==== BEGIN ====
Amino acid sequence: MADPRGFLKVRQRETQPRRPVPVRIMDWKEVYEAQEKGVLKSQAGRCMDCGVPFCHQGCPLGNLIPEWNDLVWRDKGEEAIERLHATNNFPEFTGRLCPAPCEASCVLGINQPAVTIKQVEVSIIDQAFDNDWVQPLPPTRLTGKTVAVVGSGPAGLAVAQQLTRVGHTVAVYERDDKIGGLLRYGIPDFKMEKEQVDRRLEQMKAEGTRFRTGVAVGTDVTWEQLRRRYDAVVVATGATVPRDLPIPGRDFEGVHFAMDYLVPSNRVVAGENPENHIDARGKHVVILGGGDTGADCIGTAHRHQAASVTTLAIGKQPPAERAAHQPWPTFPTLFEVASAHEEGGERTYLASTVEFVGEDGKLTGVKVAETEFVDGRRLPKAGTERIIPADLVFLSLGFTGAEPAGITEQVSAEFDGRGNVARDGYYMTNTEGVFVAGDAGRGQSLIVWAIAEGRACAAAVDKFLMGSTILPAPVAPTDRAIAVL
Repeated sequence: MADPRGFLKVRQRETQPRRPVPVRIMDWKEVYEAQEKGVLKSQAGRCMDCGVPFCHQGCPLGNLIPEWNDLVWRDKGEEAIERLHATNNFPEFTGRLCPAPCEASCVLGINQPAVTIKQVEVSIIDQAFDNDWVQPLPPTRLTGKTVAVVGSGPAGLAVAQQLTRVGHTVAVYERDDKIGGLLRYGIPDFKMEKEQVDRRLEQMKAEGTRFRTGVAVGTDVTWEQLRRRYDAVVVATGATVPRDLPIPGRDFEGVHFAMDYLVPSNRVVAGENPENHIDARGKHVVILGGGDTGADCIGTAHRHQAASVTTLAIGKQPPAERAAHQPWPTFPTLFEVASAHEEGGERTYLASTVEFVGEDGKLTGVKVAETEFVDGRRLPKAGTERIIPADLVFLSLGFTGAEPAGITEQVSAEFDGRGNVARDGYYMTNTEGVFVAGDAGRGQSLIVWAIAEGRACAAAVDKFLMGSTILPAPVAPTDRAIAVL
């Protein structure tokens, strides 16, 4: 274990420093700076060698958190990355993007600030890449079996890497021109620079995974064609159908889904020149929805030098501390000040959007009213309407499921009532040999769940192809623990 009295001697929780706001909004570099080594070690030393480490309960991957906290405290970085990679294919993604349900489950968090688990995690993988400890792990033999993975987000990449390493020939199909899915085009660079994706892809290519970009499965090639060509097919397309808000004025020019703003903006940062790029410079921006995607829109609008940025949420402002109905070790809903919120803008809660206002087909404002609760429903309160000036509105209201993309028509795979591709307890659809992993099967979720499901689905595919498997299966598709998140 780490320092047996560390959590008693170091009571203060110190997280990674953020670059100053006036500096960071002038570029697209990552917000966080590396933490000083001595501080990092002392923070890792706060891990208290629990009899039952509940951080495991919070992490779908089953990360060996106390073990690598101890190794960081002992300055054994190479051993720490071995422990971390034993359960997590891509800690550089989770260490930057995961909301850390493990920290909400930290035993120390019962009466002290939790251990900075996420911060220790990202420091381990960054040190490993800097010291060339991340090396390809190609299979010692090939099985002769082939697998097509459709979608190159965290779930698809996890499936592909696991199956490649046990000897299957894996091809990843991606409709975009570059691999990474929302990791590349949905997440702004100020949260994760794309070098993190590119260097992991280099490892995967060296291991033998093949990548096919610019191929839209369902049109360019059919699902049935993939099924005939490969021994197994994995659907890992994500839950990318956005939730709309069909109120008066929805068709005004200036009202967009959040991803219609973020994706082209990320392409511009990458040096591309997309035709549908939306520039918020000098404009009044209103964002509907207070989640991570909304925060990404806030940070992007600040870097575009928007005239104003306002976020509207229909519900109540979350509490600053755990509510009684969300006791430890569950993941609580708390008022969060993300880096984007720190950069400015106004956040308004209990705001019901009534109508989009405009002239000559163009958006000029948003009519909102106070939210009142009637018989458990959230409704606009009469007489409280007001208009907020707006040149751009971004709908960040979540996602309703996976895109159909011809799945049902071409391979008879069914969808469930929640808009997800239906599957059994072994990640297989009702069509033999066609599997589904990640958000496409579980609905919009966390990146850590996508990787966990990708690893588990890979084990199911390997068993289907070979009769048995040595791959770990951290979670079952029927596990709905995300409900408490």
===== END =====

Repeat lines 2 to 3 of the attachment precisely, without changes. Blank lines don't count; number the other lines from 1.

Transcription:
Repeated sequence: MADPRGFLKVRQRETQPRRPVPVRIMDWKEVYEAQEKGVLKSQAGRCMDCGVPFCHQGCPLGNLIPEWNDLVWRDKGEEAIERLHATNNFPEFTGRLCPAPCEASCVLGINQPAVTIKQVEVSIIDQAFDNDWVQPLPPTRLTGKTVAVVGSGPAGLAVAQQLTRVGHTVAVYERDDKIGGLLRYGIPDFKMEKEQVDRRLEQMKAEGTRFRTGVAVGTDVTWEQLRRRYDAVVVATGATVPRDLPIPGRDFEGVHFAMDYLVPSNRVVAGENPENHIDARGKHVVILGGGDTGADCIGTAHRHQAASVTTLAIGKQPPAERAAHQPWPTFPTLFEVASAHEEGGERTYLASTVEFVGEDGKLTGVKVAETEFVDGRRLPKAGTERIIPADLVFLSLGFTGAEPAGITEQVSAEFDGRGNVARDGYYMTNTEGVFVAGDAGRGQSLIVWAIAEGRACAAAVDKFLMGSTILPAPVAPTDRAIAVL
């Protein structure tokens, strides 16, 4: 274990420093700076060698958190990355993007600030890449079996890497021109620079995974064609159908889904020149929805030098501390000040959007009213309407499921009532040999769940192809623990 009295001697929780706001909004570099080594070690030393480490309960991957906290405290970085990679294919993604349900489950968090688990995690993988400890792990033999993975987000990449390493020939199909899915085009660079994706892809290519970009499965090639060509097919397309808000004025020019703003903006940062790029410079921006995607829109609008940025949420402002109905070790809903919120803008809660206002087909404002609760429903309160000036509105209201993309028509795979591709307890659809992993099967979720499901689905595919498997299966598709998140 780490320092047996560390959590008693170091009571203060110190997280990674953020670059100053006036500096960071002038570029697209990552917000966080590396933490000083001595501080990092002392923070890792706060891990208290629990009899039952509940951080495991919070992490779908089953990360060996106390073990690598101890190794960081002992300055054994190479051993720490071995422990971390034993359960997590891509800690550089989770260490930057995961909301850390493990920290909400930290035993120390019962009466002290939790251990900075996420911060220790990202420091381990960054040190490993800097010291060339991340090396390809190609299979010692090939099985002769082939697998097509459709979608190159965290779930698809996890499936592909696991199956490649046990000897299957894996091809990843991606409709975009570059691999990474929302990791590349949905997440702004100020949260994760794309070098993190590119260097992991280099490892995967060296291991033998093949990548096919610019191929839209369902049109360019059919699902049935993939099924005939490969021994197994994995659907890992994500839950990318956005939730709309069909109120008066929805068709005004200036009202967009959040991803219609973020994706082209990320392409511009990458040096591309997309035709549908939306520039918020000098404009009044209103964002509907207070989640991570909304925060990404806030940070992007600040870097575009928007005239104003306002976020509207229909519900109540979350509490600053755990509510009684969300006791430890569950993941609580708390008022969060993300880096984007720190950069400015106004956040308004209990705001019901009534109508989009405009002239000559163009958006000029948003009519909102106070939210009142009637018989458990959230409704606009009469007489409280007001208009907020707006040149751009971004709908960040979540996602309703996976895109159909011809799945049902071409391979008879069914969808469930929640808009997800239906599957059994072994990640297989009702069509033999066609599997589904990640958000496409579980609905919009966390990146850590996508990787966990990708690893588990890979084990199911390997068993289907070979009769048995040595791959770990951290979670079952029927596990709905995300409900408490």